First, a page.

From Sao Paulo, Brazil, Nildo spins inside a life size hoop. The choreography is mind boggling, and everyone gives this performer a thumbs up.

Lastly, a Los Angeles native named WAZ, self conscious about the blue feathers on his head, he enters the show in search of fame and acceptance. While thinking that the accolades he receives during his acrobatics and dance moves will bring him love and acceptance from others, he discovers fame is not the answer to happiness.


WAZ is now the main character throughout the show. We watch how he reflects on the memories of his childhood and reconnects with his true self that makes him unique.

First nine performers dressed in grey costumes hold lit cell phones and crowd around WAZ. They are glued to their technology and are out of sync with their true selves, just like he is in the beginning.

ELA, a beautiful Freespirit on roller-skates, tries to befriend WAZ and the “Grey’s” rousing them out of their doldrums.

As this story continues to unfold, we watch different acts that include a performer who hangs, spins and soars while holding a red lamp shade hanging down from the ceiling.


One of my favorite acts involved trampolines. A small apartment style set is pushed out to the center with trampolines below. Ten performers hang out of the windows and then jump. They soar up to the rooftop and dive back down. The set rotates so the audience can see both sides. Audience members roar with adoration as the performers do handstands and then dive down and rise up.

An extraordinary female performer (photo above) dances with ease and soars as a cable is attached to her hair lifting her off the stage floor. It looks so painful, yet the crowd went into a frenzy of  applause.

Other female aerialists soar as four Aztec-dressed bare-chested male warriors fly through the air on hanging rings.

The audience holds its breath at times when two performers soar, climb and unite on a long ladder.


Cirque du Soleil fans clapped throughout the charismatic tumblers act as personable young men dove through hexagon shaped hoops. The adulation they received reminded me of the fans of the mega-popular boy band BTS.

Towards the end, the “Greys” discover freedom and become The Freespirits in a visually striking act. The BMX cycle acrobatic performers soar with choreographed spins and turns that had the audience on the edge of their seats.


Driven by a stirring melodic score with a full band and two singers, the female singer in a flapper style string dress, also plays a violin that mesmerizes the audience with her melodic sounds.

VOLTA is one of Cirque du Soleil’s finest. The performers infectious adventure and spirit fuels inspiration for WAZ to transform and become his true self. By fulfilling one’s true potential, and recognizing one’s own power, he is liberated and free from doubt.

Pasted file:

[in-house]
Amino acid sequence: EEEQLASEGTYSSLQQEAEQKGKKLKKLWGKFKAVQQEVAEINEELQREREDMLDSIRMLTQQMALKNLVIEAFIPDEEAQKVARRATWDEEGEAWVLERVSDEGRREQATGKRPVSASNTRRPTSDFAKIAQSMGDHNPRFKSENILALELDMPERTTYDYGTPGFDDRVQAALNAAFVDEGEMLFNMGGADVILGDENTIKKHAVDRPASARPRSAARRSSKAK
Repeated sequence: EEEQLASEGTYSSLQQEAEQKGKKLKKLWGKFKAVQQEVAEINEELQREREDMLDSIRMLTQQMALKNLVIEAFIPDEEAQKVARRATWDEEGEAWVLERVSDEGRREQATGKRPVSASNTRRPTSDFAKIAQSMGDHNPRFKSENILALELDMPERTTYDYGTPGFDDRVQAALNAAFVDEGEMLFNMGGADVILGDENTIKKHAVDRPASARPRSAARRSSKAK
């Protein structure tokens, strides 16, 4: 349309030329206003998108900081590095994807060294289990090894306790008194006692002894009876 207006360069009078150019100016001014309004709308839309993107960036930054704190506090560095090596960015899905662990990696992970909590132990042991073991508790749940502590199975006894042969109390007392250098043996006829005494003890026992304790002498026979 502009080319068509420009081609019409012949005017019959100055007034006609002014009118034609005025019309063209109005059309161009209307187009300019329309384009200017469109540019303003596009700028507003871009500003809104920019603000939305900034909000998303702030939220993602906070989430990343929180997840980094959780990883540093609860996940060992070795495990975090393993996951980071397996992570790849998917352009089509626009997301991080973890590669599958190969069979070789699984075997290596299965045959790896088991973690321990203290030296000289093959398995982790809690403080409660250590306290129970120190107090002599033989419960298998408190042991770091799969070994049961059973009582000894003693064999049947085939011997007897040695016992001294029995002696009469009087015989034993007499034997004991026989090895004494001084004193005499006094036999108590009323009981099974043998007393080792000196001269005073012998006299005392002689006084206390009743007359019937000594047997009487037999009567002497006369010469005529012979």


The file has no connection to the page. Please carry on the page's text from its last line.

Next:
Showtimes are Tuesday through Saturday at 8 p.m. On Thursday, Friday and Saturday they are also offering a 4:30 performance and on Sunday the performances are at 1:30 and 5 p.m. Friday at Tickets start at $42. Click on VOLTA to see availability.

VIP Tickets are available and include the best seats, complimentary parking, small bites and drinks before the show and sweet treats during intermission, VIP Suite, restrooms and special gift.

Cirque du Soleil VOLTA is located at 1000 Vin Scully Ave, Los Angeles, CA 90012.

This review was featured in OnStage Blog.


While attending the opening night of “What The Constitution Means To Me” now at the Mark Taper Forum, writer Heidi Schreck encourages the audience to ponder about the importance and how dated the U.S. Constitution is today.

Direct from Broadway, Director Oliver Butler has actress Maria Dizzia open the 100 minute show as an adult Schreck, and a fifteen-year-old Schreck participating in an American Legion debate competition. She asks the audience to become the same group of white male American Legion members who watched and judged her debates when she was a teen. 

We learn that Schreck was a pretty good debater, earning enough prize money to pay for her entire state college tuition. A few years ago, Schreck was thinking about the value and inadequacy of our Constitution, especially after our current administration gained power. She believes it’s time to re-evaluate the documents that she was zealous about as a teenager. 

Transforming into a teen, Dizzia describes how Schreck had a “buzz cut like Annie Lennox” the 1980s lead singer and songwriter for the band Eurythmics. She talks about her fascination with witches and actor Patrick Swayze.

Actor Mike Iveson appears in the audience as an American Legion proctor.  He walks onto the diorama style stage to begin the debate. Scenic designer Rachel Hauck enhances the room with four rows of framed photos of Legion Hall members.

The play focuses on questions asked by Iveson about Amendment 9 and Amendment 14 of the Constitution. The one thing I felt is sometimes it was hard to follow Dizzia transitioning from Schreck’s teenage and adult self. When she reveals intimate details about the sexual and physical abuse suffered by four generations of women in her life, she shares how these experiences relate to these amendments in the Constitution. We learn how it shaped and destroyed each of these women. 

The show details how the Constitution was written to protect rich white males, and how women’s rights, immigrants and citizenship rights are teetering today. This personal spin to each Amendment may make some in the audience uncomfortable, as she focuses on sexual assault, domestic abuse, and how immigration is dealt with under our current administration. Taped recordings of Justices Anthony Scalia and Ruth Bader Ginsburg emphasis the points made in this play.

Later in the play, Iveson comes out of character and shares with the audience about his own sexuality and how the Constitution doesn’t always protect him, even though he is a white male.